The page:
Imagine that you are a taxpayer living in Pennsylvania who has recently established a trust for the benefit of your Ohio-resident children. Further imagine that you have appointed your brother, a Maryland resident, to serve as the trustee, and your trust investments perform well and earn significant income during the year. This doesn’t sound complicated so far, but there’s a catch: when tax season arrives, which of these states have the power to tax your trust?
It goes without saying that each of these states will be quite willing to enthusiastically tax your trust. But their authority to do so is regulated by certain provisions of the United States Constitution which require the existence of “minimum contacts” between your trust and the state before taxation is permitted. Taxpayers and state tax authorities often don their boxing gloves to spar over the satisfaction of these minimum contacts, occasionally calling upon the courts to referee these disputes.
The limits of a state’s ability to tax a trust were recently examined by the United States Supreme Court. A taxpayer, who was a resident of New York, formed a trust for the benefit of his descendants. The trust was governed by New York law and was administered in the state by a Connecticut trustee. During the years in question, the beneficiaries resided in North Carolina. However, the trust earned no income in North Carolina, made no investments there and otherwise maintained no presence in the state. The beneficiaries also had no right to, and did not receive, any distributions from the trust.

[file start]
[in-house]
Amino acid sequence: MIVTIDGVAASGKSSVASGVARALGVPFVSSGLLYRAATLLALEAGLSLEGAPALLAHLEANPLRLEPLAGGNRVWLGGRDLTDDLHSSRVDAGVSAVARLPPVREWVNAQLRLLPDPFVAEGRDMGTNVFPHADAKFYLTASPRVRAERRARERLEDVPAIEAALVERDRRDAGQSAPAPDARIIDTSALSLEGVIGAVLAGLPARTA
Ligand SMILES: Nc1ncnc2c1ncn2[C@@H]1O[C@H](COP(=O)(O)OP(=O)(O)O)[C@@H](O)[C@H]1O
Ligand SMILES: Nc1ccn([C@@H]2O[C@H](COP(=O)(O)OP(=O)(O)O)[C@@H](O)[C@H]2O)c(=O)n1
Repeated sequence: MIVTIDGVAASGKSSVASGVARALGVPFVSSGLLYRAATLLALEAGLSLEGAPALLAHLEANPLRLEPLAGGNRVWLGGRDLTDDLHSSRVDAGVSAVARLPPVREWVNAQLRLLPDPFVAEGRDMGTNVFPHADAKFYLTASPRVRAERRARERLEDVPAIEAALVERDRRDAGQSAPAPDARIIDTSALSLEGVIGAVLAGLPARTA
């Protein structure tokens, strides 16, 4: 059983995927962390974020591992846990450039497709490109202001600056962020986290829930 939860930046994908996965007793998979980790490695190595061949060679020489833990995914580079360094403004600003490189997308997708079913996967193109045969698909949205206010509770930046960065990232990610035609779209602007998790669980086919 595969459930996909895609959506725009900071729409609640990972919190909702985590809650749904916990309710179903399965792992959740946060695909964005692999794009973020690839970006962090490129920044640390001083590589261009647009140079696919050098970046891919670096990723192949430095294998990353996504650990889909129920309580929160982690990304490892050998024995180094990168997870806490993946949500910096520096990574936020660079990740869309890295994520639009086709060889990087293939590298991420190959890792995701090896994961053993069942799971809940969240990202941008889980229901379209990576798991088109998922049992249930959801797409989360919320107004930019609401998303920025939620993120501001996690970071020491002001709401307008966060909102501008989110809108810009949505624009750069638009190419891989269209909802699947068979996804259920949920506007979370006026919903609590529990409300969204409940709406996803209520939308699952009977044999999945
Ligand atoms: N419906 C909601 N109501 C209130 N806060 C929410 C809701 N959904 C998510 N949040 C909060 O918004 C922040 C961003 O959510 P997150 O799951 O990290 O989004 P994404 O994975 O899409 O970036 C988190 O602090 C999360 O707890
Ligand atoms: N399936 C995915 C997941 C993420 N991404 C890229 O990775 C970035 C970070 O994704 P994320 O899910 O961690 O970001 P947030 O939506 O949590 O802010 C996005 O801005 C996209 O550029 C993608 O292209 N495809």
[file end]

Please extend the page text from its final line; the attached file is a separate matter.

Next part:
The North Carolina taxing authorities sought to tax the trust on the grounds that the residence of the beneficiaries within the state was sufficient to create the minimum contacts necessary for taxation. However, on June 21, 2019, the Court unanimously ruled that North Carolina’s efforts to tax the trust violated the Due Process Clause of the Constitution. The Court reasoned that the presence of in-state beneficiaries alone does not empower a state to tax trust income that has not been distributed to the beneficiaries if the beneficiaries have no right to demand such income and their receipt of the income is uncertain.
Currently, there is no uniformity among states regarding the basis of taxation of trusts. A trust may be subject to a state’s taxation based upon the residence of the grantor, the location of the trust’s administration, the residence of the trustee or beneficiaries, or any combination of these factors. Because of this inconsistency between state laws, it is possible for more than one jurisdiction to conclude that it has the constitutional authority to tax your trust. We therefore strongly advise you to consult your tax advisor when establishing a trust to prevent any avoidable state tax consequences.
North Carolina Department of Revenue v. The Kimberley Rice Kaestner 1992 Family Trust, U.S. Supreme Court, Dkt. 18-457, June 21, 2019.
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Material discussed is meant for informational purposes only, and it is not to be construed as investment, tax, or legal advice. Please note that individual situations can vary. Therefore, this information should be relied upon when coordinated with individual professional advice.